J Assist Reprod Genet. 2022 Aug 4. doi: 10.1007/s10815-022-02563-4. Online ahead of print.
PURPOSE: To compare ovarian response and the number of transferable embryos between women with balanced autosomal translocations and women whose partners carry the translocation (control group). To investigate the predictive value of metaphase II (MII) oocyte number and biopsied embryo number for gaining at lowest one transferable embryo.
DESIGN: We retrospectively analyzed 1942 preimplantation genetic testing for structural rearrangements (PGT-SR) cycles of 1505 balanced autosomal translocation couples over 8 years. All cycles were divided into two subgroups: Robertsonian and reciprocal translocations (ROBT and ReBT). Receiver operator characteristic (ROC) curves were plotted to ascertain a cutoff of MII oocytes and biopsied embryos as predictors of gaining at lowest one transferable embryo.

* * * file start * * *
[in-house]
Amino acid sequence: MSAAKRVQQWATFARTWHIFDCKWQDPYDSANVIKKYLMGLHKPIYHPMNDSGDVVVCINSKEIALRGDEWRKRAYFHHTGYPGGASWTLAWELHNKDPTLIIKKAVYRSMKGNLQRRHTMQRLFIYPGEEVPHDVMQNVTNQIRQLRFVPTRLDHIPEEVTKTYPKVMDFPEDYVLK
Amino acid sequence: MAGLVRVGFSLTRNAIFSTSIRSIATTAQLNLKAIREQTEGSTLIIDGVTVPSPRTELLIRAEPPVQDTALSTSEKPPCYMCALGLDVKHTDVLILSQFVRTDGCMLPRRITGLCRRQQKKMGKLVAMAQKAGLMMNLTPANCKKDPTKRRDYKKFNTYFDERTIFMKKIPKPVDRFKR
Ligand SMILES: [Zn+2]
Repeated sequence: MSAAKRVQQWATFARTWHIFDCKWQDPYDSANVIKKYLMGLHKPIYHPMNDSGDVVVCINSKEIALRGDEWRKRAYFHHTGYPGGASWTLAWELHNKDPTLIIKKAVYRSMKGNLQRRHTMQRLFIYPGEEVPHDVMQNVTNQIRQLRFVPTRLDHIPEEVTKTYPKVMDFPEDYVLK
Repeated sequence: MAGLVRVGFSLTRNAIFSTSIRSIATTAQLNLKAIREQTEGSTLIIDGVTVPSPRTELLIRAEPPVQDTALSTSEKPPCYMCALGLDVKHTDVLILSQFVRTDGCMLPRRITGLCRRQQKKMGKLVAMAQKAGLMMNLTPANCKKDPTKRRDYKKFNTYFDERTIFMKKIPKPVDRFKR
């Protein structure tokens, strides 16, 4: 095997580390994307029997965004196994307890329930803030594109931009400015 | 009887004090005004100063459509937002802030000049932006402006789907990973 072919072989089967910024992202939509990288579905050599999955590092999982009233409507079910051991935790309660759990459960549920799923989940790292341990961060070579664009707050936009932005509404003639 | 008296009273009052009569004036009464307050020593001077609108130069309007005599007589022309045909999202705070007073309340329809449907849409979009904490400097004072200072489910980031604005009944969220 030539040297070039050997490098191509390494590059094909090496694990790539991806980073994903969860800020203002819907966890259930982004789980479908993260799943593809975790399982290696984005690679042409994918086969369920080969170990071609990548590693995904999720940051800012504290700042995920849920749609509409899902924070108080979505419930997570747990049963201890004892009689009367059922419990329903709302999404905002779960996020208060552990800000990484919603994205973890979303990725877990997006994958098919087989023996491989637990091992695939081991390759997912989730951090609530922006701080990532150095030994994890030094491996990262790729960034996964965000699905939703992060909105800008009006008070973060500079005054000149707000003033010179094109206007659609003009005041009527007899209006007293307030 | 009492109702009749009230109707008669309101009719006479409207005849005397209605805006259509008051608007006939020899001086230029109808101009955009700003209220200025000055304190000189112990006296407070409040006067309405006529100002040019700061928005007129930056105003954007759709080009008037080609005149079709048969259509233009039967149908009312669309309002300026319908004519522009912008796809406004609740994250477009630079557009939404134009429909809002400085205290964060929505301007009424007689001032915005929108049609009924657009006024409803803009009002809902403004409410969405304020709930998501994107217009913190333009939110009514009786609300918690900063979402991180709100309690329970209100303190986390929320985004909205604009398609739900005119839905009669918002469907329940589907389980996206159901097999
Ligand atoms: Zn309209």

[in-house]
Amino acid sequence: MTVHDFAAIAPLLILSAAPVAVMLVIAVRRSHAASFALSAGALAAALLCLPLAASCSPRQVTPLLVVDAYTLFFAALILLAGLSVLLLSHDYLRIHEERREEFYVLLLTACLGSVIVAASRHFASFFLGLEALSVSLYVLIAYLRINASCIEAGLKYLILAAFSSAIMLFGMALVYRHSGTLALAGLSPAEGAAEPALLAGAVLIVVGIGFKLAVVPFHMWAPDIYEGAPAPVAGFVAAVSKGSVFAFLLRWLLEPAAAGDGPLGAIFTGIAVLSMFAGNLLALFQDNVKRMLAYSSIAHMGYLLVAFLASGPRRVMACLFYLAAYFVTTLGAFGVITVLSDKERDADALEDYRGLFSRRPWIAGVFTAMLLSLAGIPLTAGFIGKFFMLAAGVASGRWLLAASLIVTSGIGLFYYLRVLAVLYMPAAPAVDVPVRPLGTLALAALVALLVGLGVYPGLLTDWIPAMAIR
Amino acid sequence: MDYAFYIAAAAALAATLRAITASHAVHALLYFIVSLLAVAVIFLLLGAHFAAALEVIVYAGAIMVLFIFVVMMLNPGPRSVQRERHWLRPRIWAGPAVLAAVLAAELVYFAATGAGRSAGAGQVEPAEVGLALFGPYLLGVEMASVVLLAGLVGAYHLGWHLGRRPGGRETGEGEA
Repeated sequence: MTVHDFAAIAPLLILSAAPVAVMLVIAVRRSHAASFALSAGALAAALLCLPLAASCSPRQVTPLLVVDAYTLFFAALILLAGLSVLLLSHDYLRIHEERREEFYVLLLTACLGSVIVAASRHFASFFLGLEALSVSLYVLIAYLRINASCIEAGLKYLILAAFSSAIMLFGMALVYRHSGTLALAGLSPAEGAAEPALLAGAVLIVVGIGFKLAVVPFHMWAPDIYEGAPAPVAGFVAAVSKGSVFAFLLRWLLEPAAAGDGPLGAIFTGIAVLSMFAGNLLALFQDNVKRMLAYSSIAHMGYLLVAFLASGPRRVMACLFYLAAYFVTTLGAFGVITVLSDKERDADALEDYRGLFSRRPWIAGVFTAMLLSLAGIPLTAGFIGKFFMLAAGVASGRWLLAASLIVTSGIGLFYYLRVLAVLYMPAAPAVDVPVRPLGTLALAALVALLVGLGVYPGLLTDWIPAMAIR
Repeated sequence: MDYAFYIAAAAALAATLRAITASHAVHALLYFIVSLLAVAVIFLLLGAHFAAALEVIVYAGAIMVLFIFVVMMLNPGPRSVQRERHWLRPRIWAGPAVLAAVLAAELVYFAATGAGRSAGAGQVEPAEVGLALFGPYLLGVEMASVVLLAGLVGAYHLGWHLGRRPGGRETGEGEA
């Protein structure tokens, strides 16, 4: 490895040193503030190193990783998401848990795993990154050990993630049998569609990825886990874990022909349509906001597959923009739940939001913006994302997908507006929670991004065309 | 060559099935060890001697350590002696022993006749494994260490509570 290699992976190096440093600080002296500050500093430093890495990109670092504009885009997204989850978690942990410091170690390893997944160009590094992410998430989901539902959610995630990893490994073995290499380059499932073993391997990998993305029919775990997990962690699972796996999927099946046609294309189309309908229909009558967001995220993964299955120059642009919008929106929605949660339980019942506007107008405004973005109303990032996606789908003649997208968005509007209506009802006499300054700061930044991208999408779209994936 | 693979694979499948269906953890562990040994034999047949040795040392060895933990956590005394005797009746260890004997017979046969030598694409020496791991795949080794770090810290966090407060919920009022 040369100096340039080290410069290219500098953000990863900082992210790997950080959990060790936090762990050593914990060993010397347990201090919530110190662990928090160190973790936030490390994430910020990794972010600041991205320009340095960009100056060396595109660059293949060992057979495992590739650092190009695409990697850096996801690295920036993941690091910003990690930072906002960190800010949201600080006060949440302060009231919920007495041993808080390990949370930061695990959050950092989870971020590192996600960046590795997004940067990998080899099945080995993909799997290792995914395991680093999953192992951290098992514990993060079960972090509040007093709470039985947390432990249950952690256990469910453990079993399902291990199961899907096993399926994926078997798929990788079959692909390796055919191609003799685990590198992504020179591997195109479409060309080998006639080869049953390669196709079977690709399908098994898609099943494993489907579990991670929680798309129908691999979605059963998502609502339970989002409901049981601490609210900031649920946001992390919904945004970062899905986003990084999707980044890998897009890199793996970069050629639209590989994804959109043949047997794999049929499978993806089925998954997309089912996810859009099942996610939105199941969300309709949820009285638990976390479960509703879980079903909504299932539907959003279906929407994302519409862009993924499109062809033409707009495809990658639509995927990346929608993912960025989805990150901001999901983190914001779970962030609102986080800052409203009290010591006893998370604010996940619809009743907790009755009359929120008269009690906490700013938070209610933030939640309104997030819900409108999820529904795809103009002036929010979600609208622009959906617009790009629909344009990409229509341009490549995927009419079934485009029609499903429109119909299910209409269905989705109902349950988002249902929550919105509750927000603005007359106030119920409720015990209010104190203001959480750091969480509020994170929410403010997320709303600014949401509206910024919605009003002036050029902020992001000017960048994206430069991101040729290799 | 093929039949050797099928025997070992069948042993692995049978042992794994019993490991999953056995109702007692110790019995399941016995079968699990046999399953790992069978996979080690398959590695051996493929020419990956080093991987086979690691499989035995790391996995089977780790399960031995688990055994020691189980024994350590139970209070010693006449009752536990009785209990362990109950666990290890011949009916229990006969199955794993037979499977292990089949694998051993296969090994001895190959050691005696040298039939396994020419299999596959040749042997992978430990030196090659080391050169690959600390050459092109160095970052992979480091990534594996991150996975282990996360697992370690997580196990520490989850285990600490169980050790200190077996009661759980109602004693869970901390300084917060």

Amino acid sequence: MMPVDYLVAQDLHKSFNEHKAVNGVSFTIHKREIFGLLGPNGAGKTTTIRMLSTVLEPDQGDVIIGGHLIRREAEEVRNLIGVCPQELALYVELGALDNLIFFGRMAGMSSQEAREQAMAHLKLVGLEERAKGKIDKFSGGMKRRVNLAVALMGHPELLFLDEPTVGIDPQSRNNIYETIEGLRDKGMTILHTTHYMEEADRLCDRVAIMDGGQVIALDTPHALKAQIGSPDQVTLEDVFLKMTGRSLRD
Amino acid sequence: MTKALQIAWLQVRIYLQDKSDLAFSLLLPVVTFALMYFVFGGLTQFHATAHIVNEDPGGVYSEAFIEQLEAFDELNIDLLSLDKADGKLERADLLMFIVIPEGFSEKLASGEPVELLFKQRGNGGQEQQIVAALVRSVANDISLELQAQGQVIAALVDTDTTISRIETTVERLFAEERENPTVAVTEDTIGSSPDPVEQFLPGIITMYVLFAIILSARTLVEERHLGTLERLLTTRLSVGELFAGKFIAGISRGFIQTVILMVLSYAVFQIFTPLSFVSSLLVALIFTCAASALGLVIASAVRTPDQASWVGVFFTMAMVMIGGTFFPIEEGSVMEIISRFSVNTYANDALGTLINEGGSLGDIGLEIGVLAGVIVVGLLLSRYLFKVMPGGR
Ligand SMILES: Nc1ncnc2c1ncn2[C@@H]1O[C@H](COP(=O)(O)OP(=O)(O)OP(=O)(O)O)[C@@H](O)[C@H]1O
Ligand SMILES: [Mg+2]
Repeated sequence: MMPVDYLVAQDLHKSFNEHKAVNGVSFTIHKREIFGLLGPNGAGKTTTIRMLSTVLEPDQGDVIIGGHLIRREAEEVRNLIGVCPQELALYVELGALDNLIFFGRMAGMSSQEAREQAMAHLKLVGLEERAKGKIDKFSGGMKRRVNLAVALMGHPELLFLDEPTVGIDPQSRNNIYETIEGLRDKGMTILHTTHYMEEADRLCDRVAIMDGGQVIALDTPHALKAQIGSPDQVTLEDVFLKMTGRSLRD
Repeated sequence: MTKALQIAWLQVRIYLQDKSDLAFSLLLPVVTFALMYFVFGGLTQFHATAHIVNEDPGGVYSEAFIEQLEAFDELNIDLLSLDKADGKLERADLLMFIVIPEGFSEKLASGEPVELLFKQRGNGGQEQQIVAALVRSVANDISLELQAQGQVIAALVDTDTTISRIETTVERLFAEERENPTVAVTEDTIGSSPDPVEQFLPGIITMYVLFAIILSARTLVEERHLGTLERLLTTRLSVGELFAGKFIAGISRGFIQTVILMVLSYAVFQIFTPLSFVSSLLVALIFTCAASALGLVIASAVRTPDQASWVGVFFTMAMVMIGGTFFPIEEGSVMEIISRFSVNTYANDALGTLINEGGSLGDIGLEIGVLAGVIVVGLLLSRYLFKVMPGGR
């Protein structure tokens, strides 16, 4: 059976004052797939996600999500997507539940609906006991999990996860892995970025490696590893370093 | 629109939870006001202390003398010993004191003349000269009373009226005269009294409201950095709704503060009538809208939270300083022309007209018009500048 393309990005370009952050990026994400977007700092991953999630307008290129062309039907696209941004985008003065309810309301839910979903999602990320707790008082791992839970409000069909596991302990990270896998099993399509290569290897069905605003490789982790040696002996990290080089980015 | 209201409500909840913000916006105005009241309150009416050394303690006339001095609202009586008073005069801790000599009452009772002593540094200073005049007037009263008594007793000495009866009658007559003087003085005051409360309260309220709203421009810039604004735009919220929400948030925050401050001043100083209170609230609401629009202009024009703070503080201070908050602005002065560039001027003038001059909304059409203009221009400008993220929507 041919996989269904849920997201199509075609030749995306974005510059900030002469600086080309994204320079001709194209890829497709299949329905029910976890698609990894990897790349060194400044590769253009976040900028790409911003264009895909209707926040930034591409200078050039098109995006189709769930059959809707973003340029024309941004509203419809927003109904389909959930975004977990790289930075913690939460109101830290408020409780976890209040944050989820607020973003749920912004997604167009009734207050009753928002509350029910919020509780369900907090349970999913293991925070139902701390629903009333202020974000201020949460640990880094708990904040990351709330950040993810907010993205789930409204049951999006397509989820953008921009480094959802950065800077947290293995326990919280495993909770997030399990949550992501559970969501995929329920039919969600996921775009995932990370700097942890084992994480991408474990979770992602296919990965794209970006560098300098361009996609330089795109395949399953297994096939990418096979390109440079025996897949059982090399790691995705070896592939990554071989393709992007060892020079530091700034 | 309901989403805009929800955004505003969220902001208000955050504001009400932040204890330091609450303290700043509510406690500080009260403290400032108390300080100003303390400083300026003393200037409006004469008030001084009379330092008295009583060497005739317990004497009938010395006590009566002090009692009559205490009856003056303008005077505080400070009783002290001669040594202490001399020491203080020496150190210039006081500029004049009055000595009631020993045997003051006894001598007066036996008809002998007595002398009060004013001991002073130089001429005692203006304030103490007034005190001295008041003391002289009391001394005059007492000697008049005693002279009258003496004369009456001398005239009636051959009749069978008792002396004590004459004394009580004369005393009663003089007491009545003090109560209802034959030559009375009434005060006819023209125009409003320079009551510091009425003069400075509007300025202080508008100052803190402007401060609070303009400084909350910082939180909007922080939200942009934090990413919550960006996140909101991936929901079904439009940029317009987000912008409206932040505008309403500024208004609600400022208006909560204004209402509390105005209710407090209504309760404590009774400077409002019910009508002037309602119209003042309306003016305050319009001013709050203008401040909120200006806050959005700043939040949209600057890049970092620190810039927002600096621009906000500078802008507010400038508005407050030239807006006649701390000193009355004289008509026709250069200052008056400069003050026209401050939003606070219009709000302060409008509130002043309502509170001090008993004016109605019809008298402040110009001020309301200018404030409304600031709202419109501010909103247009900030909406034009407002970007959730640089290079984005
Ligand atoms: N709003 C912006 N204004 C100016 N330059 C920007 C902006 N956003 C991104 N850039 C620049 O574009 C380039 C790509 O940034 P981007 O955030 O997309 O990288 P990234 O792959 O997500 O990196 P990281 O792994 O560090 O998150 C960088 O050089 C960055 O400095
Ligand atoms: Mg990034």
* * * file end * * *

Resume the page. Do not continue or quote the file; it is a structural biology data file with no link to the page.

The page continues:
RESULT: There were no statistical differences in baseline features or ovarian response indicators regarding the number of retrieved/MII oocytes, E2 level on the day of HCG, and ovarian sensitivity index (OSI) between women with balanced autosomal translocations and control group (P > 0.05). A decreased number of transferable embryos were found in women with balanced autosomal translocations regardless of the type of translocation. The cutoff values for gaining at lowest one transferable embryo are 12.5 MII oocytes and 4.5 biopsied embryos, respectively.
CONCLUSION: Women with balanced autosomal translocations have a normal ovarian response, but fewer transferable embryos, meaning that higher gonadotropin (Gn) doses may be required to increase transferable embryos. When fewer than 12.5 MII oocytes or 4.5 blastocysts are obtained in a PGT-SR cycle, couples should be notified that the likelihood of gaining a transferable embryo is low.